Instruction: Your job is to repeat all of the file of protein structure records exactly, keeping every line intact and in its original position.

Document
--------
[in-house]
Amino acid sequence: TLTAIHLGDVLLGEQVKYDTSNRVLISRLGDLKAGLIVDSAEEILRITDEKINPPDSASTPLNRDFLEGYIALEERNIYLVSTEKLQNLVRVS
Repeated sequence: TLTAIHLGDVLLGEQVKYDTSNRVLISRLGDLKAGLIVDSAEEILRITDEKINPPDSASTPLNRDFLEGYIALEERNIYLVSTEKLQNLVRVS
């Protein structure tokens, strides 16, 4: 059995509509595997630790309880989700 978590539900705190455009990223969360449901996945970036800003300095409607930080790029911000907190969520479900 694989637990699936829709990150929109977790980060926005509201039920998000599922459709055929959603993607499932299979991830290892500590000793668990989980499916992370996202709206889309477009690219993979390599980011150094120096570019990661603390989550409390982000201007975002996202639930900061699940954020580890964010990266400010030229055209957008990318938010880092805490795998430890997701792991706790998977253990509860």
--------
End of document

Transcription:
[in-house]
Amino acid sequence: TLTAIHLGDVLLGEQVKYDTSNRVLISRLGDLKAGLIVDSAEEILRITDEKINPPDSASTPLNRDFLEGYIALEERNIYLVSTEKLQNLVRVS
Repeated sequence: TLTAIHLGDVLLGEQVKYDTSNRVLISRLGDLKAGLIVDSAEEILRITDEKINPPDSASTPLNRDFLEGYIALEERNIYLVSTEKLQNLVRVS
């Protein structure tokens, strides 16, 4: 059995509509595997630790309880989700 978590539900705190455009990223969360449901996945970036800003300095409607930080790029911000907190969520479900 694989637990699936829709990150929109977790980060926005509201039920998000599922459709055929959603993607499932299979991830290892500590000793668990989980499916992370996202709206889309477009690219993979390599980011150094120096570019990661603390989550409390982000201007975002996202639930900061699940954020580890964010990266400010030229055209957008990318938010880092805490795998430890997701792991706790998977253990509860």